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Data from: Test of biotic and abiotic correlates of latitudinal variation in defences in the perennial herb Ruellia nudiflora

Citation

Abdala-Roberts, Luis et al. (2015), Data from: Test of biotic and abiotic correlates of latitudinal variation in defences in the perennial herb Ruellia nudiflora, Dryad, Dataset, https://doi.org/10.5061/dryad.qg7p3

Abstract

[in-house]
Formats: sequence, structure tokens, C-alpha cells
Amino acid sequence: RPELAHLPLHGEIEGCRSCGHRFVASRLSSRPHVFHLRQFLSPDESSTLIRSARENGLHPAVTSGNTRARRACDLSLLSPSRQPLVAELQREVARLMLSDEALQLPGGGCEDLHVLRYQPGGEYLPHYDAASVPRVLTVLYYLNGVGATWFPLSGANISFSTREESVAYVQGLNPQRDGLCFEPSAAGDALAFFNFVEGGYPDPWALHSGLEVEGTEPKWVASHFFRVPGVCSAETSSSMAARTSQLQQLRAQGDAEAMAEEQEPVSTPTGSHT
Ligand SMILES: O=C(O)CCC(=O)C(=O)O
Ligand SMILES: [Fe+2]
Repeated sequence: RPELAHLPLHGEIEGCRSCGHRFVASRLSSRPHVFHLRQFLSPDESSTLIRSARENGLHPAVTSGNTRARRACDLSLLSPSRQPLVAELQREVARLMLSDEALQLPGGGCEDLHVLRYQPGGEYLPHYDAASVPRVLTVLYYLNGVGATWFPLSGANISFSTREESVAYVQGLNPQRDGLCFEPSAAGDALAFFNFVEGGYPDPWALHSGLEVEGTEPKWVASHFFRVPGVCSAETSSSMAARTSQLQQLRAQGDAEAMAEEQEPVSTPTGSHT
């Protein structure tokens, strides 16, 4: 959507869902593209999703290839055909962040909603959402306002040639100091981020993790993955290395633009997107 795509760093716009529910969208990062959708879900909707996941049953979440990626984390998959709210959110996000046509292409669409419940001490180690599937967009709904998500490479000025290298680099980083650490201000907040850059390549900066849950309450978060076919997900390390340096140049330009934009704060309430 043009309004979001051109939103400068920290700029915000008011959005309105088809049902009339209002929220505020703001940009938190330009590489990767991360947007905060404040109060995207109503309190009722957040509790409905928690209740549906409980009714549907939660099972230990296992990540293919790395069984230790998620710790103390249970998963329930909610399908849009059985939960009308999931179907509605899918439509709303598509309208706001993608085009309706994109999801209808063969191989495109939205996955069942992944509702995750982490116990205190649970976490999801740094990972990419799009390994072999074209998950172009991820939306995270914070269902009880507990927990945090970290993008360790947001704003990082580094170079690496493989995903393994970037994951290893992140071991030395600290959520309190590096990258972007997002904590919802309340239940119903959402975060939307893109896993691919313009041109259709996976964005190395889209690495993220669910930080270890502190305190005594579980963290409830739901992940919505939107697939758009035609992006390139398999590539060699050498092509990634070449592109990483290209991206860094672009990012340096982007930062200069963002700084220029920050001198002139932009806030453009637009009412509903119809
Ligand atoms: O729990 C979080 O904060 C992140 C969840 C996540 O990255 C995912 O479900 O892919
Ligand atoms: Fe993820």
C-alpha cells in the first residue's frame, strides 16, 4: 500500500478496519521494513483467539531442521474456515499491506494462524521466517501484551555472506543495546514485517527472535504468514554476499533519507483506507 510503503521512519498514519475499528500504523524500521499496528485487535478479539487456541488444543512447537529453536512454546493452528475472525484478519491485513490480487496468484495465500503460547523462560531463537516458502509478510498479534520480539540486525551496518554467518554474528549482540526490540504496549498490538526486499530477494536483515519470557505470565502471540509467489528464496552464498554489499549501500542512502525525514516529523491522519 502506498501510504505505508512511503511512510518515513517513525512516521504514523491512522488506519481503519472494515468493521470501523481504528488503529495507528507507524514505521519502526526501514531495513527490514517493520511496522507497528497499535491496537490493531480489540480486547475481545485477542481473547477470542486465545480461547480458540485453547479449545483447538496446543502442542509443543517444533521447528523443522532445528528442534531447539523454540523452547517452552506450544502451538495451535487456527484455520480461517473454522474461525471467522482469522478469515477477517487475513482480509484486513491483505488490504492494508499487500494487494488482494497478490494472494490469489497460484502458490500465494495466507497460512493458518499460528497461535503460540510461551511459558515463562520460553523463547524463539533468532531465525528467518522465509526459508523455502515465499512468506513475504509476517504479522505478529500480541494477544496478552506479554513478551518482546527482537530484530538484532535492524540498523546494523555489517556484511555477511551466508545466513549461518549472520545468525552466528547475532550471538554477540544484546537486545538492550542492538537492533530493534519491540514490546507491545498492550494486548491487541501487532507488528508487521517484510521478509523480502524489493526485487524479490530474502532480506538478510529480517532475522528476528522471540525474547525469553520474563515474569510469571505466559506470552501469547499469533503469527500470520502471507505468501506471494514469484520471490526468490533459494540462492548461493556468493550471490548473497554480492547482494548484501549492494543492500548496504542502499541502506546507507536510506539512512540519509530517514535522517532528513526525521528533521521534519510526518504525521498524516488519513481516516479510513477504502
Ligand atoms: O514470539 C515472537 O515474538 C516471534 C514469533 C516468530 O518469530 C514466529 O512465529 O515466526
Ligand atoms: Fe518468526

1. Geographic variation in abiotic factors and species interactions is widespread and is hypothesized to generate concomitant patterns of species trait variation. For example, higher rates of herbivory at lower latitudes are thought to select for increased plant defences, although latitudinal variation in defences may also be influenced directly by abiotic factors and indirectly by predators and parasitoids reducing herbivore pressure. 2. We measured defences of the herb Ruellia nudiflora among 30 populations spanning a latitudinal gradient from northern Yucatan to southern Belize that vary substantially in leaf herbivory (four-fold), seed herbivory (25-fold), and seed herbivore parasitism (14-fold). These surveyed populations span one-third of the species’ latitudinal distribution (5° of latitude), the entire precipitation gradient of its distribution, and one-third of the temperature gradient of its distribution. Our prior work showed that leaf herbivory decreased with latitude and that seed herbivory increased with latitude. Here, we measured leaf trichome density and leaf and seed phenolics and tested whether latitudinal variation in climate, herbivory, and parasitism explained latitudinal variation in these defensive traits. 3. Patterns of variation in leaf trichomes fully supported predictions, with trichome density increasing with a parallel increase in herbivory towards lower latitudes. While seed phenolics were positively associated with herbivory, and seed herbivory tended to increase with latitude, the predicted (positive) association between latitude and defence was not detectable. There was no detectable association between parasitoids and seed defences. In addition, the association between leaf herbivory and phenolics was weak, and leaf phenolics were not associated with latitude. Importantly, variation in the abiotic environment was associated with plant defence, indicating that abiotic factors can play a major role in shaping plant defences, independently of herbivory. 4. Synthesis: Latitudinal variation in abiotic factors may drive concomitant patterns of variation in plant defences, independently of herbivory. Collectively, these findings highlight the need for assessing geographic variation in plant defences from a multi-factorial perspective, testing for the simultaneous influence of biotic and abiotic factors.

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